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Harold Kestenholz

Many old-timers are still behind the times with advice. they neither refer to good code nor to manufacturer’s specs, but to long-ago-learned rules of thumb and work-arounds to get by. Still close to being a DIY, they get by with luck and the laissez-faire or know-nothing part-time inspectors.

You, Sylvan, know and follow code, and then take responsibility beyond that. There lies the large gap between the guesser and the professional. Mine was not a statement saying there were NO professionals before 1990. It was an observation of what was tolerated legally.

1990 is the approximate time the heating manufacturer engineers insisted that the technicians follow the engineers in the traditional hierarchy of engineer, master, journeyman and apprentice. The high-efficiency DOE requirements forced the manufacturers to declare requirements or the burners would not deliver the efficiency after changes by the techs in the field. DIY’s and 10-day wonders were tolerated and not challenged before that. The installer is liable, but even more so if he didn’t follow the factory instructions.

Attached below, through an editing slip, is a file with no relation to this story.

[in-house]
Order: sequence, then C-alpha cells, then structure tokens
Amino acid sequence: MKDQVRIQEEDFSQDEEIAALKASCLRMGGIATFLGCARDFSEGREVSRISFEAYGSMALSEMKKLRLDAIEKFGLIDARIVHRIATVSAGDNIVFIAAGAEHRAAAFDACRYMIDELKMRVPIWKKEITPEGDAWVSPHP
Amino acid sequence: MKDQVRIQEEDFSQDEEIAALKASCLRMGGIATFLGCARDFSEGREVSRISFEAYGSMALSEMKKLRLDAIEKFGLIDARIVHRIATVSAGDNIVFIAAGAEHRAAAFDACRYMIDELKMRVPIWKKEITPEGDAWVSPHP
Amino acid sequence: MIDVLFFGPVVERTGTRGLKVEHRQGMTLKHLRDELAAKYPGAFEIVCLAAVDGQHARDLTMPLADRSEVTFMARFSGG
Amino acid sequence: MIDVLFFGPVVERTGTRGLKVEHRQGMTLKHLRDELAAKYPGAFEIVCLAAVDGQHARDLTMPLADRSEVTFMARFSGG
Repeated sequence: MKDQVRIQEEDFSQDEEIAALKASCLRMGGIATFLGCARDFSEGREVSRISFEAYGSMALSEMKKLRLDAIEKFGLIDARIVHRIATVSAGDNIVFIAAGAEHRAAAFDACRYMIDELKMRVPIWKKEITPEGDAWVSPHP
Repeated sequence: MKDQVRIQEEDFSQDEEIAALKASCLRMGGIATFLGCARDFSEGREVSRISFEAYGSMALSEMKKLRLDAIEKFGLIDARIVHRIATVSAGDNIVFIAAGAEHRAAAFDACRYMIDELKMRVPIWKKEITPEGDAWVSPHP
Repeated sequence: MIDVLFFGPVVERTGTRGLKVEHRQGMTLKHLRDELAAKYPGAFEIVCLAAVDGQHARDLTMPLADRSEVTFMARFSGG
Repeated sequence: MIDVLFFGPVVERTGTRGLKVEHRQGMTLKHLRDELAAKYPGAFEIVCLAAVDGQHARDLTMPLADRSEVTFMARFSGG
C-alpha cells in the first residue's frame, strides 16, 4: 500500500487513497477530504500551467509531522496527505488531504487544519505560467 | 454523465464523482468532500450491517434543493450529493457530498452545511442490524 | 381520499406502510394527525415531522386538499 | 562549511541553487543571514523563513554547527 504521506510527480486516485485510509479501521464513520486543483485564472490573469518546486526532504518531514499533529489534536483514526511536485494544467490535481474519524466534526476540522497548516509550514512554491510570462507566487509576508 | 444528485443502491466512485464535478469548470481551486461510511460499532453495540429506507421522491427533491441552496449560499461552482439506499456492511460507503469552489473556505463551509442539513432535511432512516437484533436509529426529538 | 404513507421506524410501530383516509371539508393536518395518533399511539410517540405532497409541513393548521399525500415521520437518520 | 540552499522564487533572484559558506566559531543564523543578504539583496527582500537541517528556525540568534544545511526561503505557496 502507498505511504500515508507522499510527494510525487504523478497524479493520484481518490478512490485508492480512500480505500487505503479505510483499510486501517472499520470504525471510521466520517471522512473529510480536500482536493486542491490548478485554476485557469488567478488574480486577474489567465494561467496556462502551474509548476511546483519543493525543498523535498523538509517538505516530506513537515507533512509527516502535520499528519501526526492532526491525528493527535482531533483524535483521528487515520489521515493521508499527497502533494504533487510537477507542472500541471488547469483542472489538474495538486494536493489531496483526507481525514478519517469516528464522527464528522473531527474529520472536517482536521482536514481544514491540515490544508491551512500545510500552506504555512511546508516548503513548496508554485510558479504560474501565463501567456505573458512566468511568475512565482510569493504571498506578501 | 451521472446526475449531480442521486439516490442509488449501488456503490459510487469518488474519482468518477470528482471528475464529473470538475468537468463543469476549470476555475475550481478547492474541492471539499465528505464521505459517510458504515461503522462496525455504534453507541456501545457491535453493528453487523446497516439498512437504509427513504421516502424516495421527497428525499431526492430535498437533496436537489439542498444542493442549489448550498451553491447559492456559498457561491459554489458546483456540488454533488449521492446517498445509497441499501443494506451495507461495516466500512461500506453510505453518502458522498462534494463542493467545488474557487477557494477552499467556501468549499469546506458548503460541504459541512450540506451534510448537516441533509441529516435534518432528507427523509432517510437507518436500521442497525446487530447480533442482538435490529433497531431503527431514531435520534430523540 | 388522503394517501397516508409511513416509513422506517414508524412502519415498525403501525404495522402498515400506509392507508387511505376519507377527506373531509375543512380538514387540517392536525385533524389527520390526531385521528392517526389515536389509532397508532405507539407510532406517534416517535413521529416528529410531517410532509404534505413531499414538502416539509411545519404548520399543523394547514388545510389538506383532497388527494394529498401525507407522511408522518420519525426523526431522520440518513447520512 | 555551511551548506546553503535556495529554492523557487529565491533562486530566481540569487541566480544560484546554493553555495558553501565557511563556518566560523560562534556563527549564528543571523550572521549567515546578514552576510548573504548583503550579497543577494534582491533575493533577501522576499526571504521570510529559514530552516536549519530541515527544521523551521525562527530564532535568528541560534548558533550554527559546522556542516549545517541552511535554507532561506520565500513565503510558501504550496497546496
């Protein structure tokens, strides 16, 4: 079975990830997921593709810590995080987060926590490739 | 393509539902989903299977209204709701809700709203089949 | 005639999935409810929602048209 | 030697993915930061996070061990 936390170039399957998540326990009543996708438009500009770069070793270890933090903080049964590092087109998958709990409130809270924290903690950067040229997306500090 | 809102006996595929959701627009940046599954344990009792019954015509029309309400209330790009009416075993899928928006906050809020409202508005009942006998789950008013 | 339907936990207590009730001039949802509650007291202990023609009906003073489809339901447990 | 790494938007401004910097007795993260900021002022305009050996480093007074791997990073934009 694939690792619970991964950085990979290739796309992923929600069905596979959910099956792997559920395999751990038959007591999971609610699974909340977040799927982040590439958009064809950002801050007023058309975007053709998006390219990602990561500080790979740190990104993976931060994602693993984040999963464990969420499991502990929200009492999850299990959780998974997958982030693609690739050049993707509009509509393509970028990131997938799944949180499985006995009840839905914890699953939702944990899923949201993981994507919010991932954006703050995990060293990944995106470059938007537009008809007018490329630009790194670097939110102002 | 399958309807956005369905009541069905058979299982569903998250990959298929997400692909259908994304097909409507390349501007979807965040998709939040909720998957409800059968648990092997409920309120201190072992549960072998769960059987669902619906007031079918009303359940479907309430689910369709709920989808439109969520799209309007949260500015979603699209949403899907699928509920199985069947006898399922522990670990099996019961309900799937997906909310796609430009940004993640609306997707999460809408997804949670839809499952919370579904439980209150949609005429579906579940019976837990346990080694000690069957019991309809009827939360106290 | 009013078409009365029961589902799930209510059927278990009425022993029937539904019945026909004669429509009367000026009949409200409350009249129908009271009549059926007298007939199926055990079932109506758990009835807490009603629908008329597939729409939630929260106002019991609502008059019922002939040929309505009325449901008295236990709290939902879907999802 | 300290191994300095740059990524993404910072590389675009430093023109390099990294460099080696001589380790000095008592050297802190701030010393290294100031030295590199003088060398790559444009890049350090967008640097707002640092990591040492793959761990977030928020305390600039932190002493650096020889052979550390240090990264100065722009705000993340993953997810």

Do you still remember the days when the boilers came with general specifications and NO installation instructions and when the service instructions were general and there was no nozzle specification on the oil boiler nameplate? The days when a tech could play with the chamber size and the oil nozzle angle and gph, then setting the fire by color? Does anyone take the liablilty for plugging orifi or changing from natural to LP or vice-versa without an approved conversion kit?

The requirememt to diligently follow the manufacturer’s specs has spread throughout the PHVAC industry, so that old rules of practice are no longer enough to ‘get by’ and more careful litigation-awareness is unavoidable.

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